- Positive. A US government official, agency, or the entire government itself is a clearly defined protagonist, or the actions of officials and agencies provide material assistance to a protagonist. Example: in Rush Hour 2, a US Secret Service agent helps Lee and Carter crack the case.
Admittedly, this was a highly subjective exercise. I’ll explain some of the edge cases in a moment, but for now, let’s see if this exercise yields any trends in the depiction of the US government in movies over the last twelve years:
(Note: of the 120 top ten grossing movies from 2001-2012, only 29 had plots that involved the US government to a significant degree.)
Is there an upward trend in negativity? When looking at this year-by-year, it’s a little tough to say, since in any given year there may be only 2 or 3 movies. So let’s group the data into three-year chunks and see what happens:
Well, look at those bulging red bars of cinematic distain for the federal government grow over time.
As a reminder, here’s one of those graphs that shows (actual) declining trust in the (actual) federal government over the same period:
Now, before we declare victory and wave this around as incontrovertible proof of how public sentiment has influenced moviemaking over the past twelve years, we need to talk about the caveats:
- Grouping. I’m no statistician, but I’m pretty sure that what I just did above was more or less a neat trick to get the limited amount of data to fit the hypothesis better than it would ungrouped.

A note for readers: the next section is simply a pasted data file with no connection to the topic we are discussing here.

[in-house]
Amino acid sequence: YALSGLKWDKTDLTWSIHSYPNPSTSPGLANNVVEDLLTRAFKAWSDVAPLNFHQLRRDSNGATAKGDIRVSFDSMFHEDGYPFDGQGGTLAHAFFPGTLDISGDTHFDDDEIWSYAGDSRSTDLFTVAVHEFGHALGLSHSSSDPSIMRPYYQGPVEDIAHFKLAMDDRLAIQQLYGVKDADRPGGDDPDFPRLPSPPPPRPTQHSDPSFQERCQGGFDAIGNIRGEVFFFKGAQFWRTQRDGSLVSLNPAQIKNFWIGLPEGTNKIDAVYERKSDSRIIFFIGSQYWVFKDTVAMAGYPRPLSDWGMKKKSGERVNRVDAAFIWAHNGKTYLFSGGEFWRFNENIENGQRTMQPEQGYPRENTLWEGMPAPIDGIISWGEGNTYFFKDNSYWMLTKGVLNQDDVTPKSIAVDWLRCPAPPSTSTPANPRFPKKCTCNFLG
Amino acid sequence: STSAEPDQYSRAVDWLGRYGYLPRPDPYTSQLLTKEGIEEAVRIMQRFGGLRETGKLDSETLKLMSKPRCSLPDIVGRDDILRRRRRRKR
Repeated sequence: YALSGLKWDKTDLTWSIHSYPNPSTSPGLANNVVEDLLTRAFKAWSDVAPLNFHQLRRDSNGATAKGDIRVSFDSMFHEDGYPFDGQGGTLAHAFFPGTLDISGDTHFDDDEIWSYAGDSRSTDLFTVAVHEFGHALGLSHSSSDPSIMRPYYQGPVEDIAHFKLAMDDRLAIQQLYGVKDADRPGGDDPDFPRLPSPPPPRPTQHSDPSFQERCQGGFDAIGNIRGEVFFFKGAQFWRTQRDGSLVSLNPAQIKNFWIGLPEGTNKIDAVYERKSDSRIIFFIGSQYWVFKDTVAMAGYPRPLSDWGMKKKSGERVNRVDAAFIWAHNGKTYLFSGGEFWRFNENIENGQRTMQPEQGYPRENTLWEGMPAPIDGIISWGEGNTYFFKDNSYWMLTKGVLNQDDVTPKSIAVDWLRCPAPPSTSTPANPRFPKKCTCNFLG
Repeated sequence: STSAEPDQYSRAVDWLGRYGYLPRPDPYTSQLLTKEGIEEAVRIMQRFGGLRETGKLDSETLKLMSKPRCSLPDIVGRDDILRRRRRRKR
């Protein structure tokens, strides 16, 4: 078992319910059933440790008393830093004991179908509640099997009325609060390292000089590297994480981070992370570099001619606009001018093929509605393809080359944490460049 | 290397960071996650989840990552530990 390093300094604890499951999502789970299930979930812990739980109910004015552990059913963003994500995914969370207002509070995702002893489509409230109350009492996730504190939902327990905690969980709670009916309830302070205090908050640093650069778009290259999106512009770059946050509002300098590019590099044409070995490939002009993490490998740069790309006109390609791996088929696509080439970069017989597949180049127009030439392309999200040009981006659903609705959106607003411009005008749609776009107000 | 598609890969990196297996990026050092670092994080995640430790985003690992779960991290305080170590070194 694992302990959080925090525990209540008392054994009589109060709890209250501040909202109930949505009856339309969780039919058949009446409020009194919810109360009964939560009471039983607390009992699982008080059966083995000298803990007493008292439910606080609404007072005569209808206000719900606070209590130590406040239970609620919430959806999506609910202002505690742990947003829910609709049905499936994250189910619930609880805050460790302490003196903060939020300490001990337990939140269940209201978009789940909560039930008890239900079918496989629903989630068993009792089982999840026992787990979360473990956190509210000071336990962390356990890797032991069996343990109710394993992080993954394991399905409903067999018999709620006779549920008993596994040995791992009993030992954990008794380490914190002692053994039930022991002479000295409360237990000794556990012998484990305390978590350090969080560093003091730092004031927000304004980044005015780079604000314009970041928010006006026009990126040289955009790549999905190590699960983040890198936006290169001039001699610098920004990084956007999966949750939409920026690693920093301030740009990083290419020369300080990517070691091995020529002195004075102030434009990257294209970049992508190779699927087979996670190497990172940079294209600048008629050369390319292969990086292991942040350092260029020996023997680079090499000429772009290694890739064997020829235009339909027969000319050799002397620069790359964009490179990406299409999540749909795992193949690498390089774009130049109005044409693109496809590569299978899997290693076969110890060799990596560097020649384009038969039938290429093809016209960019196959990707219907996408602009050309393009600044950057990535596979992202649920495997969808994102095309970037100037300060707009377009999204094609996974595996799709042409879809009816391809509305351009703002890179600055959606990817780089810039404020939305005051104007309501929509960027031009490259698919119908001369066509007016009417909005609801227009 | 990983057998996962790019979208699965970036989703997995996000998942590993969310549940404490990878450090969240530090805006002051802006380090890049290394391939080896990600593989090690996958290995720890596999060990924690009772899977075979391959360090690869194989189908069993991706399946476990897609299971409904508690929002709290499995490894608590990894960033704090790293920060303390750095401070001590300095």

- Sample Size. I grabbed the top ten movies based on US box office for each year, thinking that they would be representative for the movies of their time. But since only a fraction of these movies had plots that involved the US government, that made the sample size smaller than I’d like it to be.
- Edge cases. Movies like Iron Man 2 are hard to put into one of my three categories, given that there are so many faces of the government on display: the sniveling senator who tries to take Tony’s armor, the military industrial complex that fuels Justin Hammer, and Colonel Rhodes who’s both Tony’s friend and an Air Force pilot. In the end I classified the portrayal of the US government as “negative” in this movie, but there’s a strong case to be made for “neutral” as well.
- Metaphors for the US Government. In Despicable Me 2, the Anti-Villain League does a half-assed job of neutralizing the threat, leaving the outsider Gru to finish the job. Could this be a metaphor for the US government? Maybe, but maybe not. A movie like Star Trek Into Darkness is probably using its fictional government as a way to comment on our actual government, but Despicable Me 2, probably not. I elected to avoid these ambiguous cases, but someone else with more time and/or an army of research interns would be more than welcome to try otherwise.
OK, so now that we’ve gotten these caveats out there, can we declare victory? Not yet. The movie data is in line with the trend that we’ve anecdotally identified, but it doesn’t prove its existence in the same way that the polling data proves the existence of the trend of growing distrust of the US government. A larger data set of movies would help get us draw these conclusions with greater confidence, certainly.
But absent that, I’m happy with what we have here, which is a quantitative starting place to further explore the complicated relationship between our politics and our entertainment.
So what do you think? Is art imitating life? In two years, will our multiplexes be full of Eric Snowden-inspired tales of government surveillance and the brave whistleblowers who would dare reveal them? Or is something else at play here? Sound off in the comments, you rebel, you!
(Oh, and if you’re a real nerd like me, check out the data set, and feel free to add onto it in your own copy. Just report back here with your findings.)
[Note: graphs updated on July 18, 2013 to correct a data entry error. One “Negative” movie was removed from the 2010 count.]